27 Aug Cool Kid
When I was a child, my quasi-adoptive parents were cool. Seriously, undeniably Fleetwood Mac and Rolling Stones cool. They partied with women who went braless in tops undone to the navel and dabbled in a variety of substances. My mom went through a nudism phase. My father posed stoned while dressed in his best friend’s police uniform. He hung a poster-sized version of the photo in the living room not far from his coffee table book of Marilyn Monroe nudes.
My childhood featured Monty Python, meals eaten with chopsticks out of lotus bowls, and shopping in grocery stores that had Health in their name. Booze was okay, sugar was evil. My dad once bought me a T-shirt of a green monster giving the finger. I wore it to school and was promptly sent home. Apparently, the symbolism was a bit much for grade five.
I had a free, amazing, and often confusing childhood.
I flirted with rebellion through half of my fourteenth year, then went straight-laced for the next decade or two.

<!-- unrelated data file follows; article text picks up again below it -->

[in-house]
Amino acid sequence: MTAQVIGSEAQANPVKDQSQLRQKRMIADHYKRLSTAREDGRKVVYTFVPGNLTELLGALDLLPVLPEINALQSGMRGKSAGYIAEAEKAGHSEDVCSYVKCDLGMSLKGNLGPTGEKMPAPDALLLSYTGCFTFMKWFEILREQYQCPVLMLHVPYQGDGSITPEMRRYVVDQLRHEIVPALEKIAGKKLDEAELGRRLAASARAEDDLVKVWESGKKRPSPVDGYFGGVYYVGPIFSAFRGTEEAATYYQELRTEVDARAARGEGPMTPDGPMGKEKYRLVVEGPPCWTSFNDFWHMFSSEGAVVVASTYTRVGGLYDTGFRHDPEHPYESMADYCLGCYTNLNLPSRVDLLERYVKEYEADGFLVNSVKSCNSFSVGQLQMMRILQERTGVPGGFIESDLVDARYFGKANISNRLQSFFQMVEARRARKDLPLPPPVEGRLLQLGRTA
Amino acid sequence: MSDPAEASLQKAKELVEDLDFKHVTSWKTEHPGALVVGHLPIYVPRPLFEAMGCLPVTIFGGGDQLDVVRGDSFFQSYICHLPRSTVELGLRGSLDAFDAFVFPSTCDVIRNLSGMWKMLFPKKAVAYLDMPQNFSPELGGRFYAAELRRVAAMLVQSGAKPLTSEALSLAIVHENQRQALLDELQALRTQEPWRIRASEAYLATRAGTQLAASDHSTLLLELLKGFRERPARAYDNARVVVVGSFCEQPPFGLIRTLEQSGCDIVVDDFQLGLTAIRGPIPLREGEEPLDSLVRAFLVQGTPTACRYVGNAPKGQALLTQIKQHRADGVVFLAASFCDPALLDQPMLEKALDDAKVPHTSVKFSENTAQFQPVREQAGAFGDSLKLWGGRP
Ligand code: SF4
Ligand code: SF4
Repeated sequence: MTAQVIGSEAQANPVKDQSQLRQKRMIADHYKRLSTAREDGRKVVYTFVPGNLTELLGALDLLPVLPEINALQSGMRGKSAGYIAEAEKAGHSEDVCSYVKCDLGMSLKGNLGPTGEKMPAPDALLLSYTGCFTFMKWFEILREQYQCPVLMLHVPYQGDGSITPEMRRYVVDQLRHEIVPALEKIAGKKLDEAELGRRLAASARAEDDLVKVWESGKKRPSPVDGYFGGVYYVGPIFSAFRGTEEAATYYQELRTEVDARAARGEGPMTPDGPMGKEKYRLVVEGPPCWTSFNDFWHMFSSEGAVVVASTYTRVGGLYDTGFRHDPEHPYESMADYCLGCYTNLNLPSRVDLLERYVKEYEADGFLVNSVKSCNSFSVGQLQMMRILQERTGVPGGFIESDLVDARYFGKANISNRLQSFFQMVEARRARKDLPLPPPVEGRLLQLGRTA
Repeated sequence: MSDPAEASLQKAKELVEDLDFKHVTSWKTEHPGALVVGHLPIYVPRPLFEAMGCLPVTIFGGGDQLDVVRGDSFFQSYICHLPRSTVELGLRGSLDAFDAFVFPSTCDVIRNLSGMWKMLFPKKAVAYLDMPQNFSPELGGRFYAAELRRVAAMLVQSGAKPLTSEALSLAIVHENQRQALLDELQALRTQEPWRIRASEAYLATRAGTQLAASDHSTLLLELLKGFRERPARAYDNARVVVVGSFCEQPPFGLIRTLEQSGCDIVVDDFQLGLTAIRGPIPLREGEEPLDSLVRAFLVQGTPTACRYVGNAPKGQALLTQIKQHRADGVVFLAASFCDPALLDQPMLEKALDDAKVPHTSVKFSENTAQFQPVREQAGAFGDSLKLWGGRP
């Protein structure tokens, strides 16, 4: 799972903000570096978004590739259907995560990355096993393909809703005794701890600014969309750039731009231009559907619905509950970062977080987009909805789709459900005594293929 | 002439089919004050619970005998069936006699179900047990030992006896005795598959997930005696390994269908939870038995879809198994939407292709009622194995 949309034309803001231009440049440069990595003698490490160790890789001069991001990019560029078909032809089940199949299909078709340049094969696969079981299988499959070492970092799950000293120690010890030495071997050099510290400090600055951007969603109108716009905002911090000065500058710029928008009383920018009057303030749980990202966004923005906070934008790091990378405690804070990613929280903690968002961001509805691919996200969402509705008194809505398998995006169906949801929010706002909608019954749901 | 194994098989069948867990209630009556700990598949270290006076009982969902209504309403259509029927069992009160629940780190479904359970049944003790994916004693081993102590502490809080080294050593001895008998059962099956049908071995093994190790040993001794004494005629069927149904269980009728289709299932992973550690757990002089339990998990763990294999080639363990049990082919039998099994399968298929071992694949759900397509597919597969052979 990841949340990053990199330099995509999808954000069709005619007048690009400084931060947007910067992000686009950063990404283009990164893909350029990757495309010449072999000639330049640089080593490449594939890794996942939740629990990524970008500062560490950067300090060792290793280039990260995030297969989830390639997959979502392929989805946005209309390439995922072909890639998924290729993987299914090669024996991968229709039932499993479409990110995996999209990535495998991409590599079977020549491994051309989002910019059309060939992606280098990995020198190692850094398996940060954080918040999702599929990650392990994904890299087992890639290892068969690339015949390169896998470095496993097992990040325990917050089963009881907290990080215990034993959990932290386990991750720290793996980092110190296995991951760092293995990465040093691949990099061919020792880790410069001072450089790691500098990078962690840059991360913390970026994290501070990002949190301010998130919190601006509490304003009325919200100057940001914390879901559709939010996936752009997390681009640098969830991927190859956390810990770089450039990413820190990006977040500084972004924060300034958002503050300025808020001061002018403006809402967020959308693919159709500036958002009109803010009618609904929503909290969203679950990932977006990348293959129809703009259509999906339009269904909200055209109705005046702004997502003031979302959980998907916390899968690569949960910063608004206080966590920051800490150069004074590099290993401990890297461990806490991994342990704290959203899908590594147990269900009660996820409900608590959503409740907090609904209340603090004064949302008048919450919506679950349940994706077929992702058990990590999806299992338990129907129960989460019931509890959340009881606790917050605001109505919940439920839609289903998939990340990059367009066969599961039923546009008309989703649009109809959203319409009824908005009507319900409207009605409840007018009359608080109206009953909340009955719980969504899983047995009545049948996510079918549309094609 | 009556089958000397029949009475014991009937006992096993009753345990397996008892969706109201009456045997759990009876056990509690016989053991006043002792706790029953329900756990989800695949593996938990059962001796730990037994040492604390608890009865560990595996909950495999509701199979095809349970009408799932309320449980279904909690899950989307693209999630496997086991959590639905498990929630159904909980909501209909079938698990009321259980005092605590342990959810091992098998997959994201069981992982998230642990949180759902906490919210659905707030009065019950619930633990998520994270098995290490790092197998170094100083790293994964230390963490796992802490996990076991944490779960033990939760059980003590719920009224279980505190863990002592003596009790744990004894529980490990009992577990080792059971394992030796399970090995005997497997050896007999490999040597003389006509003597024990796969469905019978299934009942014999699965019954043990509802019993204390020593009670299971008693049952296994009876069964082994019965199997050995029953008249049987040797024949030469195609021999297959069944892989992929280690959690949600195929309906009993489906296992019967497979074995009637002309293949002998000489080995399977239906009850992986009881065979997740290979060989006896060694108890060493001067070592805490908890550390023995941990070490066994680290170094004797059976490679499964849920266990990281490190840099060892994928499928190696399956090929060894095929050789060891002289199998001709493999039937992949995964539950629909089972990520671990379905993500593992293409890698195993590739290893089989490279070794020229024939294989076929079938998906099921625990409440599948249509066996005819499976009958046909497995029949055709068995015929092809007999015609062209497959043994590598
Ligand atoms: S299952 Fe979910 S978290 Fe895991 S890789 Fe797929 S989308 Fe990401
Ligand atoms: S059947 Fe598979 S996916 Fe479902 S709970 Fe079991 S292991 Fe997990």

My parents eventually traded in their hippiedom for board membership in the Pentecostal Church. Instead of embroidered raw silk shirts, my dad wore suit jackets. Instead of flowing, multi-patterned dresses or hip-hugging jeans with halter tops, my mom wore white.
Coolness still clung to them, but the aesthetics had changed.
So I did the only thing a self-respecting daughter of staunch churchgoers could do. I rebelled. In my forties, I took up wine and gluten-free beer drinking. I discovered the pleasure of swearing over a stubbed toe, and sometimes didn’t even need that excuse. Games nights with friends included racy after dark/adult versions of Telestrations and Exploding Kittens.
Sure the seventies and eighties belonged to my parents. But it’s 2018 and I’m the cool kid now.